WASHINGTON (PAI) – U.S. “labor law must catch up” to the modernized global economy through a rewrite and strengthening of the National Labor Relations Act and U.S. agreement to – and obedience to – international labor law standards, two top AFL-CIO officials say.
AFL-CIO President Richard Trumka and federation General Counsel Craig Becker make that argument in their analysis, The Future of Work: Labor Law Must Catch Up, posted on the website of Stanford University’s Center for Advanced Study in the Behavioral Sciences.
Trumka and Becker – a former union general counsel and National Labor Relations Board member – trace the history of failed attempts to rewrite U.S. labor law, in 1977 and in 2009. Corporate lobbying and congressional Republican filibusters stopped both efforts.
They precede it by pointing out that a combination of business defiance of the 1935 National Labor Relations Act, the global race to the bottom and increasing productivity has led to current low union density in the U.S., along with stagnant and declining wages and a shrinking middle class.
They did not mention, however, that the AFL-CIO is working on a draft rewrite of labor law that would be far stronger than the Employee Free Choice Act (EFCA), which business and the GOP defeated in 2009.
Such a strong rewrite, however, would have little to no chance in the GOP-run 114th Congress. Democratic presidential contenders Hillary Clinton, Bernie Sanders and Martin O’Malley all promise to push for comprehensive labor law reform should they win the White House in 2016. President Obama promised to sign EFCA if passed, but did not push it.
“American workers will continue to become more productive as the digital revolution advances. But United States labor law must be reconstructed to recognize changes in work and the employment relationship and to once again effectively permit workers to organize and designate representatives to bargain with their employers,” Becker and Trumka said.
“Otherwise, workers will not share the increased income generated by their productivity, ultimately threatening economic growth.
“Since the 1970s, as the number of union members has gradually declined, workers’ productivity has continued to increase, but wages have not gone up proportionally. As a result, workers’ share of income gains has fallen sharply. In fact, in the 15 years between 1997 and 2012, the top 1e percent received more than 70 percent of income growth while the share going to the bottom 90 percent fell.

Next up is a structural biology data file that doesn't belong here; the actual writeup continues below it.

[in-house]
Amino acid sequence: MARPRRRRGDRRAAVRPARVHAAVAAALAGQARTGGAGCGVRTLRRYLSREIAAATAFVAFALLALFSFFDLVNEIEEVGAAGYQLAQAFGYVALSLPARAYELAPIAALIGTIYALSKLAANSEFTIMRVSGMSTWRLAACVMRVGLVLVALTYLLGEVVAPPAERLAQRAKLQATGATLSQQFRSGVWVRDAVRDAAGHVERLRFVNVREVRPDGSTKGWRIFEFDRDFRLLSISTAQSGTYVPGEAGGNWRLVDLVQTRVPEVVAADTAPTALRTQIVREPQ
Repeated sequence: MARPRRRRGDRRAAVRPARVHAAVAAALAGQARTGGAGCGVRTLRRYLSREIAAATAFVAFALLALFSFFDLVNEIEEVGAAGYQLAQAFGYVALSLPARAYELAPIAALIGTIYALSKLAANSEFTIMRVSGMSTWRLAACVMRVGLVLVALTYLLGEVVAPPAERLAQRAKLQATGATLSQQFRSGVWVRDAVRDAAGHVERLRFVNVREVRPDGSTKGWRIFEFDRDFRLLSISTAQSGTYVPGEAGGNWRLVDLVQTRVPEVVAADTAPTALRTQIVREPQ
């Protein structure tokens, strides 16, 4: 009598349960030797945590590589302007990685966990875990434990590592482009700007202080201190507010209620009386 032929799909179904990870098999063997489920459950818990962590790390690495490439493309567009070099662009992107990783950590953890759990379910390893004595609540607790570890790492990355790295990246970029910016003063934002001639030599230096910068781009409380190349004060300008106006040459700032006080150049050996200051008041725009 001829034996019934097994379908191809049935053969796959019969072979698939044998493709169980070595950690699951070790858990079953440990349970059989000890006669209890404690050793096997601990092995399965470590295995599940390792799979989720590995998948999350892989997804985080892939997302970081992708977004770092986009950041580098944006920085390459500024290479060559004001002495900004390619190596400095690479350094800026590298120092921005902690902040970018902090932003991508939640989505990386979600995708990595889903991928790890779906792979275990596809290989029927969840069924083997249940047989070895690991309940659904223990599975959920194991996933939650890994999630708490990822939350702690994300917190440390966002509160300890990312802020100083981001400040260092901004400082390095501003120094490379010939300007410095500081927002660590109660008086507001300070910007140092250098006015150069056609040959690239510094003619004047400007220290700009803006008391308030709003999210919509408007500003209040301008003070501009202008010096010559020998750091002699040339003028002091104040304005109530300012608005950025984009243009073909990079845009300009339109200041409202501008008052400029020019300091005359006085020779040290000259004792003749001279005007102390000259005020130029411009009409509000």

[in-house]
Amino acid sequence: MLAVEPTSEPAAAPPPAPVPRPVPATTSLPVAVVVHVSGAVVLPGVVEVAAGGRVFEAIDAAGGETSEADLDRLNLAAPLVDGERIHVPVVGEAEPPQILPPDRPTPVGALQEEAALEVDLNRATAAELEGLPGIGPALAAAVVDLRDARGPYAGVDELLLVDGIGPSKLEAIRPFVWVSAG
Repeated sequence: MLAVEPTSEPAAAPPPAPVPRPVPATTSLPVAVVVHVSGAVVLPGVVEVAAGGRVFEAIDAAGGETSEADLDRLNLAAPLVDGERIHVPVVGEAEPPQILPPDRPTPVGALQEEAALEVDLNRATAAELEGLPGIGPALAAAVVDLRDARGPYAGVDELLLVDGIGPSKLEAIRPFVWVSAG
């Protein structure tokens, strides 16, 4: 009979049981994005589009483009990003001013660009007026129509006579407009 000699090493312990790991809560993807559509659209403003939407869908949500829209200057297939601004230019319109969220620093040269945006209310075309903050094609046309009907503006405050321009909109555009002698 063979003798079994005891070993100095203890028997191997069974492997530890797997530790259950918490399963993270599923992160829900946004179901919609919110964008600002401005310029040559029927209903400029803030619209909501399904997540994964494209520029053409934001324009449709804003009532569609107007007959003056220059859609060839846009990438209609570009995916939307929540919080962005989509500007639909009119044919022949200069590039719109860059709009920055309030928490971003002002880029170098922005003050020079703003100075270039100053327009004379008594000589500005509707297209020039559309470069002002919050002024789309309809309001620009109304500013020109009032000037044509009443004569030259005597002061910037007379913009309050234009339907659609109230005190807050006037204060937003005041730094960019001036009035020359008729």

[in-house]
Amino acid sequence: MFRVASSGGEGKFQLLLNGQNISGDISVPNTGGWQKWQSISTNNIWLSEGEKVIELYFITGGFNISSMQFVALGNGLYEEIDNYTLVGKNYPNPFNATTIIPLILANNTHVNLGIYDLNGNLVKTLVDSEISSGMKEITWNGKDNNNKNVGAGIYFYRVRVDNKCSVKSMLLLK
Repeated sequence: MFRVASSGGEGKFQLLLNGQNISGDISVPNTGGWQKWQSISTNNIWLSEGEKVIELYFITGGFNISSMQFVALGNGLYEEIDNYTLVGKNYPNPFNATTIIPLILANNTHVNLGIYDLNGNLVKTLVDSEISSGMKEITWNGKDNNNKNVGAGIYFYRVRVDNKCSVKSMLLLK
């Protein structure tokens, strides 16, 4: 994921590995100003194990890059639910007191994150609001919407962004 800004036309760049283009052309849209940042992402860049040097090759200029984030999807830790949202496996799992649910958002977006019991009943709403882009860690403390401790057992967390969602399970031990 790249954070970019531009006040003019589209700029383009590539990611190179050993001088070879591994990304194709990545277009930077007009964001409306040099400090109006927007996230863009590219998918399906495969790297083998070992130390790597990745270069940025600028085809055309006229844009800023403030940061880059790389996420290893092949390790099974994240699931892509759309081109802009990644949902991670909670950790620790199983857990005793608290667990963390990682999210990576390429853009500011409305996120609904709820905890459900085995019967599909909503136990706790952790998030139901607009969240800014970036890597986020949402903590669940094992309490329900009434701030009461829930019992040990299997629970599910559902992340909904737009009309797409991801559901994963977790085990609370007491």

“According to sources as diverse as the International Monetary Fund, Standard & Poor’s, and the Organization for Economic Cooperation and Development, the resulting inequality is threatening economic growth,” Trumka and Becker say.
“Underlying these trends is the fact that the free market drives innovation, but also a relentless effort to reduce costs, including labor costs, and that one primary area of ‘innovation’ in the past half-century has been in avoiding the ‘cost’ of complying with law.
“Employers have escaped U.S. labor law by moving jobs across borders and by restructuring their relationship with the workers in order to claim that they no longer employ them.”
Efforts to change labor law have failed, “not because it (change) is not needed and not because a majority does not favor it, but because a minority has used undemocratic procedures to permit U.S. labor law to become outdated and, therefore, ineffective.”
Now corporations seize on the U.S. Constitution’s 1st amendment freedom of speech clause “as a sword” to argue “it interferes with their labor relations” and “as a shield” to protect unlimited corporate campaign contributions to politicians, who in turn kill reform, they add.
“This history also teaches us what government should do – modernize our labor laws to once again foster strong organizations of working people in order to restore balance in the economy and the polity,” Trumka and Becker conclude.
Photo: AFL-CIO Headquarters, Washington, D.C by Mattpopovich. Licensed under CC BY 4.0 via Commons, Wikipedia.